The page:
One of our group members said, “we prevent shoplifting with exceptional customer service.” It’s such a good reminder! 

Other Useful Loss Prevention Strategies

Finally, here are some strategies that take loss prevention one step further.

Hire a loss prevention team member.

For larger stores or stores with a lot of revenue, it might be worth investing in a dedicated team member to prevent shoplifting. 

Contact your local police department for an audit.

Some police departments offer small business loss prevention audits. Having outside assistance to help you determine your business’s vulnerabilities can be enlightening. 

Implement internal systems to mitigate employee theft.

Having systems in place can help prevent these types of situations. For example, a cash drawer procedure will show your team that you carefully monitor it. 

Other things to look out for are discount abuse, feelings of entitlement, cash handling, changing prices, and slack inventory control.

Be Smart, Be Aware, and Protect Yourself

Whether it’s a property crime or a violent crime, emotions will run high and leave victims feeling violated. I don’t wish any of this on shopkeepers, but we mustn’t neglect or avoid this part of business ownership. Be smart, be aware, and protect yourself.

Some of these situations can be traumatizing, don’t be afraid or ashamed to ask for help.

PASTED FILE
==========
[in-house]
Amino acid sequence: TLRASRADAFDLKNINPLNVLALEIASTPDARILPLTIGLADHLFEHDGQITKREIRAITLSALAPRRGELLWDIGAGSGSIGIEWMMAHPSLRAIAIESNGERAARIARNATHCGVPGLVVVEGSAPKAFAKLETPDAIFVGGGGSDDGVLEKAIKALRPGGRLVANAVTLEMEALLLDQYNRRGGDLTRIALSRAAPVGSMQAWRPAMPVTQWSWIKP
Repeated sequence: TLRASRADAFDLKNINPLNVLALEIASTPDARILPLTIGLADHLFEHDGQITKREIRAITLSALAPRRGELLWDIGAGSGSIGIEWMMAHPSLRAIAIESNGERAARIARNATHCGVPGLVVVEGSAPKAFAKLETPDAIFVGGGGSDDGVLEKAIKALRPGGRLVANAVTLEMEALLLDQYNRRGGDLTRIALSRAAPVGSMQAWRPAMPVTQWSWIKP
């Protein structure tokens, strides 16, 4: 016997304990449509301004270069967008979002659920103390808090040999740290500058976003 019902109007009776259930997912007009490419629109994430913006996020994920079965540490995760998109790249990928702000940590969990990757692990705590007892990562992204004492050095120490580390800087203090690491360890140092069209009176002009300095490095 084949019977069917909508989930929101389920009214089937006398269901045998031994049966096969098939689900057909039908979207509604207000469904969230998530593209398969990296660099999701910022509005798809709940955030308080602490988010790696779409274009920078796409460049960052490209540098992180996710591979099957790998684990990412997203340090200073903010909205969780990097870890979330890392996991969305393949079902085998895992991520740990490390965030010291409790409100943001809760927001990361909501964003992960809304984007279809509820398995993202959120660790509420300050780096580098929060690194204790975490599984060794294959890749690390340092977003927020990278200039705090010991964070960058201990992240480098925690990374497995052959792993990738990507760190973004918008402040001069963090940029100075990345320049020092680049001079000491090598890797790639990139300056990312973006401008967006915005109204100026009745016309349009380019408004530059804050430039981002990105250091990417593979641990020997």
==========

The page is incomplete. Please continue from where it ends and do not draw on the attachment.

Again, I’m not an expert here. This isn’t legal advice. But I do hope it helps keep you, your team members, and your business a little safer.

*Please note that some of the links above are affiliate links or referral codes, and at no additional cost to you, I will earn a commission if you decide to make a purchase after clicking through the link or using the code. I make recommendations because I genuinely believe they are useful to shopkeepers.  Please do not spend any money on these products unless you feel you need them or that they will help you achieve your goals.



  • [03:01] Loss Prevention Basics
  • [04:10] Create Sight Lines Throughout Your Store
  • [07:51] Keep Your Valuables Safe
  • [09:34] Train Your Staff in Loss Prevention
  • [19:17] Other Useful Loss Prevention Strategies
  • [21:50] Be Smart, Be Aware, and Protect Yourself